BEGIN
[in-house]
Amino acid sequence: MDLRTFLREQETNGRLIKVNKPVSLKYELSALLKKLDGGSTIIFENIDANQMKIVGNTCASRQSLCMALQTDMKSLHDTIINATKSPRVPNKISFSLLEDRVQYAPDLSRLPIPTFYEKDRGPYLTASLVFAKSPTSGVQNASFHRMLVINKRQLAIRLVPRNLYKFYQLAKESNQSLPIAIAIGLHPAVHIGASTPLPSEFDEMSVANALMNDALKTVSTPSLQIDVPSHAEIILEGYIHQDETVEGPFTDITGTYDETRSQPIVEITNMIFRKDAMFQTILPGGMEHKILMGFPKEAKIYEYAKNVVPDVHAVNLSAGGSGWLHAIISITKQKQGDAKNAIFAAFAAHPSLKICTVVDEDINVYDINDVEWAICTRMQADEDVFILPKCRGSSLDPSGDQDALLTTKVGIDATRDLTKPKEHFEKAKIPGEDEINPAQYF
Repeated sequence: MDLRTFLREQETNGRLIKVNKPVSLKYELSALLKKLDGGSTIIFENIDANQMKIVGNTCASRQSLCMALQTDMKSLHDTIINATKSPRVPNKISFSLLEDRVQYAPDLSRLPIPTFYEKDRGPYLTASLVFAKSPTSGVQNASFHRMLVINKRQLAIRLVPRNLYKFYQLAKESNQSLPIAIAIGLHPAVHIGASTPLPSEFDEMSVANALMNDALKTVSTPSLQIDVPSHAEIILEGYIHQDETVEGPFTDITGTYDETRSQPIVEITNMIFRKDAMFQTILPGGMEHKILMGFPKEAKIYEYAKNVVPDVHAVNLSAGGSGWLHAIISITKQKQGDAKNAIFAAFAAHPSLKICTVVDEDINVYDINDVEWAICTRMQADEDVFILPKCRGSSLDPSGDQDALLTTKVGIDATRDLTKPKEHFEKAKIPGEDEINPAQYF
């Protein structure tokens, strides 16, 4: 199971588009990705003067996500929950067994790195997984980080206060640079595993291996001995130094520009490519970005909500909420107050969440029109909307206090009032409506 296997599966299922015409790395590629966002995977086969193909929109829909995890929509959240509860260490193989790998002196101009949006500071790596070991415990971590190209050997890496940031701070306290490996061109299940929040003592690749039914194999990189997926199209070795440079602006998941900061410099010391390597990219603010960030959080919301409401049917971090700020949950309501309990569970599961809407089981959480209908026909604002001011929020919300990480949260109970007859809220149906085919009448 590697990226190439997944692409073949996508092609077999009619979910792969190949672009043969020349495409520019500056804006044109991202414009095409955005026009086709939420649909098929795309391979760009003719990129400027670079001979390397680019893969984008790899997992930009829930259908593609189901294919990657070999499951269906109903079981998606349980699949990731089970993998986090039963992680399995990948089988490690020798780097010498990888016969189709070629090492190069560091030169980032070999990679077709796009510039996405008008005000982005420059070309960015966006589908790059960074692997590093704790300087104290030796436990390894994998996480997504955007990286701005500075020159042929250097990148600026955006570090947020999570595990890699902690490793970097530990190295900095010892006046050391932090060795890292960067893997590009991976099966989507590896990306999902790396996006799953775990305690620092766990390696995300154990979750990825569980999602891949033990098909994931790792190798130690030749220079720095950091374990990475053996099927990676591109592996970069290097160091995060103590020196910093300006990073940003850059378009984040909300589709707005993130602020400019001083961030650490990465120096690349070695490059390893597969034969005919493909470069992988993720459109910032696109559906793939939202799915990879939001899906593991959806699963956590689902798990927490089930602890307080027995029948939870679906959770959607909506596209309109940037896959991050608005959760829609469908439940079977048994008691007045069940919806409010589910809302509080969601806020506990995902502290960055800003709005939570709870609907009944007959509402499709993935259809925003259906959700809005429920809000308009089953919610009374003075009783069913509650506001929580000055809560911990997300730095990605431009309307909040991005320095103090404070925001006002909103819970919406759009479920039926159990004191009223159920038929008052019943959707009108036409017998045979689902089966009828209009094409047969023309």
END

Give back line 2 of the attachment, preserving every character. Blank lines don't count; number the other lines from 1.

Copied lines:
Amino acid sequence: MDLRTFLREQETNGRLIKVNKPVSLKYELSALLKKLDGGSTIIFENIDANQMKIVGNTCASRQSLCMALQTDMKSLHDTIINATKSPRVPNKISFSLLEDRVQYAPDLSRLPIPTFYEKDRGPYLTASLVFAKSPTSGVQNASFHRMLVINKRQLAIRLVPRNLYKFYQLAKESNQSLPIAIAIGLHPAVHIGASTPLPSEFDEMSVANALMNDALKTVSTPSLQIDVPSHAEIILEGYIHQDETVEGPFTDITGTYDETRSQPIVEITNMIFRKDAMFQTILPGGMEHKILMGFPKEAKIYEYAKNVVPDVHAVNLSAGGSGWLHAIISITKQKQGDAKNAIFAAFAAHPSLKICTVVDEDINVYDINDVEWAICTRMQADEDVFILPKCRGSSLDPSGDQDALLTTKVGIDATRDLTKPKEHFEKAKIPGEDEINPAQYF